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Italian fight for safeguarding intellectual property

Foreign Minister Emma Bonino believes that IP protection is crucial to revitalise Italian growth

Italian fight for safeguarding intellectual property

Claudia Astarita

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Italian Foreign Minister Emma Bonino recently defined intellectual property as "a vital asset for Italian growth, and an issue for which uniform worldwide protection is more than ever necessary". She stressed her point of view during a conference on "Intellectual Property: a strategic economic development factor in a global market" recently organized by the Italian Minister of Foreign Affairs (MFA).

This conference focused on individual aspects of IP, which has become a key sector in today's international markets. Among participants, the Italian Minister for Economic Development, Flavio Zanonato, and the Director General of the World Intellectual Property Organisation (WIPO), Francis Gurry.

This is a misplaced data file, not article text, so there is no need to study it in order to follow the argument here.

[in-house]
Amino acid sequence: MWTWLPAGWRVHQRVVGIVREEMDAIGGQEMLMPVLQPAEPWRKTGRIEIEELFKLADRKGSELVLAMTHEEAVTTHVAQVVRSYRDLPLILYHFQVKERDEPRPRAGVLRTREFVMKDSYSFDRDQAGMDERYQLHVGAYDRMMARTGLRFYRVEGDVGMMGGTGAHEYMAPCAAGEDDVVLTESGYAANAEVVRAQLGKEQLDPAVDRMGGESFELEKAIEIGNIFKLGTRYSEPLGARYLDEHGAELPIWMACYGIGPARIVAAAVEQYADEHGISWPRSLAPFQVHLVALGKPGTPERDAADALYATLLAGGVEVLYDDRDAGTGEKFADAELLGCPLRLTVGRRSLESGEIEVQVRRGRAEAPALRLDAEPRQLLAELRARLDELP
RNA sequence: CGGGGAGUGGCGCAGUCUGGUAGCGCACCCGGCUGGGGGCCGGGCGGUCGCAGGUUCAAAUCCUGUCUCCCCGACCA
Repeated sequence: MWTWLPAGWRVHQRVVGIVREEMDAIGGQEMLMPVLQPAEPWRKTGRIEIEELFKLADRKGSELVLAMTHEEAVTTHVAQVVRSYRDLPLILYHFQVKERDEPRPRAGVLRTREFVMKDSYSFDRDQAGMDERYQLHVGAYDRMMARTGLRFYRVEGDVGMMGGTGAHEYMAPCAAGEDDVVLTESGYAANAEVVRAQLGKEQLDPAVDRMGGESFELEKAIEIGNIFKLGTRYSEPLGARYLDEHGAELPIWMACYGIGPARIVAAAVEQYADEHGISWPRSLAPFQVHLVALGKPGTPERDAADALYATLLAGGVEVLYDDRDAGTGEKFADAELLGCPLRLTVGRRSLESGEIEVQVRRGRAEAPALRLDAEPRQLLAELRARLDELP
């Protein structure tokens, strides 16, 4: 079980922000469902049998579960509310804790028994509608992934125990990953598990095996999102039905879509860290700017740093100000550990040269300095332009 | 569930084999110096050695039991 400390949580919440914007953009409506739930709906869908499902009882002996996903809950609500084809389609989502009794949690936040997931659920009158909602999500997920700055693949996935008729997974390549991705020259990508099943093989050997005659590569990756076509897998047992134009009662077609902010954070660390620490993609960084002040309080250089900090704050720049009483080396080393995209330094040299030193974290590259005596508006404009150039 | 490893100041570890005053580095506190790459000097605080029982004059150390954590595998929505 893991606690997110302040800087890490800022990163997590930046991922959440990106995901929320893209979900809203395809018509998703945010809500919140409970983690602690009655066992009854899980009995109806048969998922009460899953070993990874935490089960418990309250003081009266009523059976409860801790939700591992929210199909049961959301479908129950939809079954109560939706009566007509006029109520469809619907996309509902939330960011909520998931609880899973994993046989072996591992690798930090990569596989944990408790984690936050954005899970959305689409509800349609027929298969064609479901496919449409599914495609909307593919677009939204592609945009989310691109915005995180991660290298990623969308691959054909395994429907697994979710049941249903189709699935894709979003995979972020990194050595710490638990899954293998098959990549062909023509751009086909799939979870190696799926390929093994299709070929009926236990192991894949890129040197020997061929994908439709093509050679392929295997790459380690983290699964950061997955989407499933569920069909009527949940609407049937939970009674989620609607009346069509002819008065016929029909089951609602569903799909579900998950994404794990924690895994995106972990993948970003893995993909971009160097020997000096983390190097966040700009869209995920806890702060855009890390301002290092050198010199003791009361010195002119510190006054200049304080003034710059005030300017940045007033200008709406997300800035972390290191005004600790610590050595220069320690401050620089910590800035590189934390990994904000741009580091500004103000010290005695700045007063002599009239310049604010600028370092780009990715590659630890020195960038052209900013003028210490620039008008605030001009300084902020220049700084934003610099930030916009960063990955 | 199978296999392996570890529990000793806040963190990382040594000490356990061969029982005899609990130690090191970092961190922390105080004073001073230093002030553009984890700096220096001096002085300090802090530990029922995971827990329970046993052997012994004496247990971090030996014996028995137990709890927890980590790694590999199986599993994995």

Ambassador Michele Valensise, Italian MFA Secretary General, opened the conference highlighting the importance of protecting the "Made in Italy" brand: "Protecting geographical indications in third countries is a challenge for our enterprises, which are faced with difficulties arising from gaps in the legislative framework. [...] In difficult economic times, original and creative works can help improve our country's competitiveness and our enterprises' penetration in complex markets".

According to Minister Bonino, quality and innovation can become a competitive advantage for SMEs only if protected at the global level. Therefore, she further stressed that, especially for Italy, whose economy consists primarily of small and medium-sized enterprises IP protection is crucial not only to maintain its current position, but also "to revitalise the country's growth [...] The Italian economy has an added value - quality - which needs to be safeguarded. And quality is crucial if we are to operate successfully in an international market open to competitors who have the advantage of lower production costs."

It is interesting to highlight that figures produced by a joint study by the European Patents Office and the Office for Harmonization in the Internal Market (OHIM) confirms Minister Bonino's words. The report, on the impact of Intellectual Property Rights (IPR) on the European economy, shows that in 2008-2010, 26% of employment in the European Union was in IPR-intensive industries. Over the same period, these industries generated 39% of the EU's total GDP.

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